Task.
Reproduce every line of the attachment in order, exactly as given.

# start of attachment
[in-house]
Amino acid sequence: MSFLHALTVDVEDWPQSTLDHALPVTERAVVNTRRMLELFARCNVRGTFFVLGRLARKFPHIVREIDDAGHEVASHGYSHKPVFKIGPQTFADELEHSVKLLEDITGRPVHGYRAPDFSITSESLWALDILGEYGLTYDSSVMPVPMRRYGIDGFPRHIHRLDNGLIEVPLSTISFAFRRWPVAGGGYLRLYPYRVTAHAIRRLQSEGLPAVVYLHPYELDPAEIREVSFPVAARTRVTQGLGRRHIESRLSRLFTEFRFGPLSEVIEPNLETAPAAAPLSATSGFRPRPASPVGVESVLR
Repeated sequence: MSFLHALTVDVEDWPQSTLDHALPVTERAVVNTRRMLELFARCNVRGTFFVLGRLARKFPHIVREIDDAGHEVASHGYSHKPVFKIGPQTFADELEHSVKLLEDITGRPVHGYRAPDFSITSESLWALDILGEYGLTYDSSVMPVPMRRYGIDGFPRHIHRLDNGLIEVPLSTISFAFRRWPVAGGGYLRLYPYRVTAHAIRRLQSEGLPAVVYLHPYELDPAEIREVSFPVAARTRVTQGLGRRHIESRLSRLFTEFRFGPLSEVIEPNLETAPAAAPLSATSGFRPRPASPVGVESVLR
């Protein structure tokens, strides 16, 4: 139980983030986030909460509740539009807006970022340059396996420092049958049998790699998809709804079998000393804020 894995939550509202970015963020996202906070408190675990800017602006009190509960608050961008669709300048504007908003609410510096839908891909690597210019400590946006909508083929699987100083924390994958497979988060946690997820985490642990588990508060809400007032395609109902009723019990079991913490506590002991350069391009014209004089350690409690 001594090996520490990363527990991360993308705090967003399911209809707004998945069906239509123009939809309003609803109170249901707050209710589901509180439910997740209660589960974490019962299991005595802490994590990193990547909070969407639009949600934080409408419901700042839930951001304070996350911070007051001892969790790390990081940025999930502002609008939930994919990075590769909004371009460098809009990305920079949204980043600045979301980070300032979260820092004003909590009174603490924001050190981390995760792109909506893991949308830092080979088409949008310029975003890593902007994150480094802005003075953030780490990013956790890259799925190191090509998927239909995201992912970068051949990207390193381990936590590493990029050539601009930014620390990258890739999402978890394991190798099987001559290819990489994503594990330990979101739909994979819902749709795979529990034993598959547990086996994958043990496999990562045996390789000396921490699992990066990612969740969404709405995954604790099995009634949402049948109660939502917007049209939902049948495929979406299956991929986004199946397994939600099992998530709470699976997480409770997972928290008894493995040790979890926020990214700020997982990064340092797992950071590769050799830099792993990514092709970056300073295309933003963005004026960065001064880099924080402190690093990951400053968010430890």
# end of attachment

[in-house]
Amino acid sequence: MSFLHALTVDVEDWPQSTLDHALPVTERAVVNTRRMLELFARCNVRGTFFVLGRLARKFPHIVREIDDAGHEVASHGYSHKPVFKIGPQTFADELEHSVKLLEDITGRPVHGYRAPDFSITSESLWALDILGEYGLTYDSSVMPVPMRRYGIDGFPRHIHRLDNGLIEVPLSTISFAFRRWPVAGGGYLRLYPYRVTAHAIRRLQSEGLPAVVYLHPYELDPAEIREVSFPVAARTRVTQGLGRRHIESRLSRLFTEFRFGPLSEVIEPNLETAPAAAPLSATSGFRPRPASPVGVESVLR
Repeated sequence: MSFLHALTVDVEDWPQSTLDHALPVTERAVVNTRRMLELFARCNVRGTFFVLGRLARKFPHIVREIDDAGHEVASHGYSHKPVFKIGPQTFADELEHSVKLLEDITGRPVHGYRAPDFSITSESLWALDILGEYGLTYDSSVMPVPMRRYGIDGFPRHIHRLDNGLIEVPLSTISFAFRRWPVAGGGYLRLYPYRVTAHAIRRLQSEGLPAVVYLHPYELDPAEIREVSFPVAARTRVTQGLGRRHIESRLSRLFTEFRFGPLSEVIEPNLETAPAAAPLSATSGFRPRPASPVGVESVLR
């Protein structure tokens, strides 16, 4: 139980983030986030909460509740539009807006970022340059396996420092049958049998790699998809709804079998000393804020 894995939550509202970015963020996202906070408190675990800017602006009190509960608050961008669709300048504007908003609410510096839908891909690597210019400590946006909508083929699987100083924390994958497979988060946690997820985490642990588990508060809400007032395609109902009723019990079991913490506590002991350069391009014209004089350690409690 001594090996520490990363527990991360993308705090967003399911209809707004998945069906239509123009939809309003609803109170249901707050209710589901509180439910997740209660589960974490019962299991005595802490994590990193990547909070969407639009949600934080409408419901700042839930951001304070996350911070007051001892969790790390990081940025999930502002609008939930994919990075590769909004371009460098809009990305920079949204980043600045979301980070300032979260820092004003909590009174603490924001050190981390995760792109909506893991949308830092080979088409949008310029975003890593902007994150480094802005003075953030780490990013956790890259799925190191090509998927239909995201992912970068051949990207390193381990936590590493990029050539601009930014620390990258890739999402978890394991190798099987001559290819990489994503594990330990979101739909994979819902749709795979529990034993598959547990086996994958043990496999990562045996390789000396921490699992990066990612969740969404709405995954604790099995009634949402049948109660939502917007049209939902049948495929979406299956991929986004199946397994939600099992998530709470699976997480409770997972928290008894493995040790979890926020990214700020997982990064340092797992950071590769050799830099792993990514092709970056300073295309933003963005004026960065001064880099924080402190690093990951400053968010430890």